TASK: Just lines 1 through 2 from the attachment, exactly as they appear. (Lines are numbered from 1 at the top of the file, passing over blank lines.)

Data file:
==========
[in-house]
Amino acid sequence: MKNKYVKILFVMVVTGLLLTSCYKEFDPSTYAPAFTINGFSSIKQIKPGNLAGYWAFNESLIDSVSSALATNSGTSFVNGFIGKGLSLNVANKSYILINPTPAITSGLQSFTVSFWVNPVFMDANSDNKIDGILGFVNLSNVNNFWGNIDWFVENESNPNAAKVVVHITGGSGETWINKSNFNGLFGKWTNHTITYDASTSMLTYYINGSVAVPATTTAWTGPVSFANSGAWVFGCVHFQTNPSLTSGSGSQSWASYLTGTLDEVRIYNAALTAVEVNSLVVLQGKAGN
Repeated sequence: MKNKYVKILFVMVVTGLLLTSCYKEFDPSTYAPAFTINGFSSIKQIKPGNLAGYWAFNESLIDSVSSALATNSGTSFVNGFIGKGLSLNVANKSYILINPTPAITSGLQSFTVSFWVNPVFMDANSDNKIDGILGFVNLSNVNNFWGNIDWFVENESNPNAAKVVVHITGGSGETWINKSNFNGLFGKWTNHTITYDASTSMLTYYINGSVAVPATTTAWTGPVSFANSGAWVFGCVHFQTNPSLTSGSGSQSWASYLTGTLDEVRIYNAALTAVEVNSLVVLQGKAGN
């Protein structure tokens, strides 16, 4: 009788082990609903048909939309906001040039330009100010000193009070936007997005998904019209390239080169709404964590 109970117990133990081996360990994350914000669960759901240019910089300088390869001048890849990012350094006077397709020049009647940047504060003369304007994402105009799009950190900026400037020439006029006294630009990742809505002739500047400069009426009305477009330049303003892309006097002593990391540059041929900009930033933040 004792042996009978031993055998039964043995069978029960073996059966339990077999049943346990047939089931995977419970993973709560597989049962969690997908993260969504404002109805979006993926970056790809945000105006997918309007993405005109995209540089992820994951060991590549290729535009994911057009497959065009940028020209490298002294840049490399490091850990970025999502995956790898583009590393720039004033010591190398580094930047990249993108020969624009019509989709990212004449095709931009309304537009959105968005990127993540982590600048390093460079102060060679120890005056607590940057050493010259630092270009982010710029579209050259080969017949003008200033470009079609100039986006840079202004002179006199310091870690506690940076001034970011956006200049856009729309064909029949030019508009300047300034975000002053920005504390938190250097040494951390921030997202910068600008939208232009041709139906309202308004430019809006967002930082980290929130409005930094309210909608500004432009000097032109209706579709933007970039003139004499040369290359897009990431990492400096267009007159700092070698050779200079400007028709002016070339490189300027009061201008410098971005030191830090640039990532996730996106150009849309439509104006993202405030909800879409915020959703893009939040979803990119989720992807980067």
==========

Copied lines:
[in-house]
Amino acid sequence: MKNKYVKILFVMVVTGLLLTSCYKEFDPSTYAPAFTINGFSSIKQIKPGNLAGYWAFNESLIDSVSSALATNSGTSFVNGFIGKGLSLNVANKSYILINPTPAITSGLQSFTVSFWVNPVFMDANSDNKIDGILGFVNLSNVNNFWGNIDWFVENESNPNAAKVVVHITGGSGETWINKSNFNGLFGKWTNHTITYDASTSMLTYYINGSVAVPATTTAWTGPVSFANSGAWVFGCVHFQTNPSLTSGSGSQSWASYLTGTLDEVRIYNAALTAVEVNSLVVLQGKAGN